The formidable Geoffrey Rush stars as the formidable Alberto Giacometti, and the talented Armie Hammer as the talented James Lord, who comes to sit for a painting in Paris, in Giacometti’s studio.
Unsurprisingly for those who have seen Rush before in The King’s Speech (and in the underrated The Best Offer), Rush carries the film’s weight with his presence. He immerses himself in the character; his absolutely unique moroseness seethes from his tired eyes. What’s more is his striking resemblance to Giacometti himself, making him a match for the role that is almost impossible to believe. Probably the best scene is the one in which Giacometti fights with his wife, played by the credible and natural Sylvie Testud. It is a scene well worth watching itself, at once hilarious and one that inspires sympathy, a good understanding of the French spirit. We’ll note Hammer for communicating calm and patience that are perhaps rare through a simple look: the movie is about looks, full of meaning. The character of Caroline less convinced me, played by Clémence Poésy, who is more or less one-dimensional as the a love interest that serves no more purpose than being just that. Still, a scene between her and Giacometti, simply looking at each other, truly speaks in itself.
A great quality of the film, and which would indeed be impossible to neglect given the subject matter, is the cinematography. Micro-shots, like one of Giacometti’s painting hand, slightly dirty, attest to the painter’s sensibility. To be included in that judgement are the shots of Paris: in less conventionally shot corners, like the cemetery, we get a feeling of actually living in the city for a while (try not to dwell too much on the fact that it was actually filmed in London). The entire film seems to be seen through greenish toned hues, which gives it a singular feeling and is in fact quite pervasive: in my mind’s eye, I see the film through its colours, its sallow windowpanes and rain.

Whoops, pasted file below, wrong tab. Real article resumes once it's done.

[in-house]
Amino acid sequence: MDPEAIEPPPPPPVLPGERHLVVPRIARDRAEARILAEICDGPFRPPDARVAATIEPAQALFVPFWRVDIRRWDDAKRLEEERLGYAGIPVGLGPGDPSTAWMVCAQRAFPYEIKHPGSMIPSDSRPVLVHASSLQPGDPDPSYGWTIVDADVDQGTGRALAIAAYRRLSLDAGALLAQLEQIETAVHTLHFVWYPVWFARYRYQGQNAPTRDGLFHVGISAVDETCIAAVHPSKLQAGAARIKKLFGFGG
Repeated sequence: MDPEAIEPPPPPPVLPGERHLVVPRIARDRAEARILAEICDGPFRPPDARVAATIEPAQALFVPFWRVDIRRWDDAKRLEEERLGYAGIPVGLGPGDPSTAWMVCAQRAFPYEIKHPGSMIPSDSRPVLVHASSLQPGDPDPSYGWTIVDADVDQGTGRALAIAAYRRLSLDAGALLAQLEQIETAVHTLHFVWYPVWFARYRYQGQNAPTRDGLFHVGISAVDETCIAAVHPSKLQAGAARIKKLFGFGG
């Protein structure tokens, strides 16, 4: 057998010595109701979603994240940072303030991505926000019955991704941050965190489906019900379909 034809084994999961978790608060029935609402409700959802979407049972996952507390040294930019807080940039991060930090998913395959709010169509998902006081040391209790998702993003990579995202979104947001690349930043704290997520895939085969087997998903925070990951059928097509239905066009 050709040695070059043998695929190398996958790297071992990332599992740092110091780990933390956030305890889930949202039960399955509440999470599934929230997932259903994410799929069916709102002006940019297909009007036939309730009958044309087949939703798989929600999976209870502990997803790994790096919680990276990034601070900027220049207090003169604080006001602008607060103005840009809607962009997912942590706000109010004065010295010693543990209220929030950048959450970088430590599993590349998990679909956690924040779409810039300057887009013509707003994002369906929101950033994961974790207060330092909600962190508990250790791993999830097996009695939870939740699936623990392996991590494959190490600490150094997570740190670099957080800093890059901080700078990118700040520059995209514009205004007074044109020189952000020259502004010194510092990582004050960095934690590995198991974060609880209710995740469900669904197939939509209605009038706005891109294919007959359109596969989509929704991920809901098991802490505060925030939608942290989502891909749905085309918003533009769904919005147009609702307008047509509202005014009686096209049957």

What is most to be gained from Final Portrait is perhaps the feeling of revelation, both for Lord and for us: understanding the artist. The film creates no myths around Giacometti; he is no celebrity, though a quintessential artist. It is a surprise to learn that an artist that is now so revered could have been so doubtful of his own ability, so pessimistic. The film is a testimony to inner turmoil, to the desire for perfection, to the fever for creation. ‘I think death must be the most fascinating experience’, he remarks. Indeed.
Dir: Stanley Tucci
Scr: Stanley Tucci
Cast: Geoffrey Rush, Armie Hammer, Clémence Poésy, Tony Shalhoub, James Faulkner, Sylvie Testud
DOP: Danny Cohen
Run-time: 90 mins
Final Portrait is available on DVD and Digital now.